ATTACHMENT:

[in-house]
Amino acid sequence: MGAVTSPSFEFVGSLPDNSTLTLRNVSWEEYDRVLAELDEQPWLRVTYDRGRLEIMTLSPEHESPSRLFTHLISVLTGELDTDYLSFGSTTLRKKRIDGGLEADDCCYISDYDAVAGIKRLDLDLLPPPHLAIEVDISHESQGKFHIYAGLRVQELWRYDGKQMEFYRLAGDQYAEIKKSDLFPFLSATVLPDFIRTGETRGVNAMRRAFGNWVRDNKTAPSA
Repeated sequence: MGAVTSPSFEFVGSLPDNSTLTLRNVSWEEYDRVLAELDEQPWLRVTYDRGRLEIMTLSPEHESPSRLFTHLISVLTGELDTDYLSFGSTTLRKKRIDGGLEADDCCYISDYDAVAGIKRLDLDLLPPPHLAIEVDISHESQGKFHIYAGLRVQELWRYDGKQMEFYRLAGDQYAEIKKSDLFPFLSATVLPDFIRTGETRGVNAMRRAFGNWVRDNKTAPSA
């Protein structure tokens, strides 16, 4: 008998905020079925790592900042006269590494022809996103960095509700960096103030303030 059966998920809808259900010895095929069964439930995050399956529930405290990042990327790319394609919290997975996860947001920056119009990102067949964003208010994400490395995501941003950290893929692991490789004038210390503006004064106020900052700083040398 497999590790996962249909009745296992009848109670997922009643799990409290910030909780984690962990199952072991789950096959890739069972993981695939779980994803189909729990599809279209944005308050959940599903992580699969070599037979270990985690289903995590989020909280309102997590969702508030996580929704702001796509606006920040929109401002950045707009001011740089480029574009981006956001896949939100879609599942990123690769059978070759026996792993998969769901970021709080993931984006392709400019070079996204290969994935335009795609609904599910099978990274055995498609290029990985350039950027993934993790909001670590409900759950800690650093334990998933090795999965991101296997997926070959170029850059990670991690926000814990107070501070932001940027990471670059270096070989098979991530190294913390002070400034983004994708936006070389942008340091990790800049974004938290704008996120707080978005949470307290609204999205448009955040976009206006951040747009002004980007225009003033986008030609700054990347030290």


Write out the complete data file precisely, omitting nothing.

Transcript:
[in-house]
Amino acid sequence: MGAVTSPSFEFVGSLPDNSTLTLRNVSWEEYDRVLAELDEQPWLRVTYDRGRLEIMTLSPEHESPSRLFTHLISVLTGELDTDYLSFGSTTLRKKRIDGGLEADDCCYISDYDAVAGIKRLDLDLLPPPHLAIEVDISHESQGKFHIYAGLRVQELWRYDGKQMEFYRLAGDQYAEIKKSDLFPFLSATVLPDFIRTGETRGVNAMRRAFGNWVRDNKTAPSA
Repeated sequence: MGAVTSPSFEFVGSLPDNSTLTLRNVSWEEYDRVLAELDEQPWLRVTYDRGRLEIMTLSPEHESPSRLFTHLISVLTGELDTDYLSFGSTTLRKKRIDGGLEADDCCYISDYDAVAGIKRLDLDLLPPPHLAIEVDISHESQGKFHIYAGLRVQELWRYDGKQMEFYRLAGDQYAEIKKSDLFPFLSATVLPDFIRTGETRGVNAMRRAFGNWVRDNKTAPSA
């Protein structure tokens, strides 16, 4: 008998905020079925790592900042006269590494022809996103960095509700960096103030303030 059966998920809808259900010895095929069964439930995050399956529930405290990042990327790319394609919290997975996860947001920056119009990102067949964003208010994400490395995501941003950290893929692991490789004038210390503006004064106020900052700083040398 497999590790996962249909009745296992009848109670997922009643799990409290910030909780984690962990199952072991789950096959890739069972993981695939779980994803189909729990599809279209944005308050959940599903992580699969070599037979270990985690289903995590989020909280309102997590969702508030996580929704702001796509606006920040929109401002950045707009001011740089480029574009981006956001896949939100879609599942990123690769059978070759026996792993998969769901970021709080993931984006392709400019070079996204290969994935335009795609609904599910099978990274055995498609290029990985350039950027993934993790909001670590409900759950800690650093334990998933090795999965991101296997997926070959170029850059990670991690926000814990107070501070932001940027990471670059270096070989098979991530190294913390002070400034983004994708936006070389942008340091990790800049974004938290704008996120707080978005949470307290609204999205448009955040976009206006951040747009002004980007225009003033986008030609700054990347030290």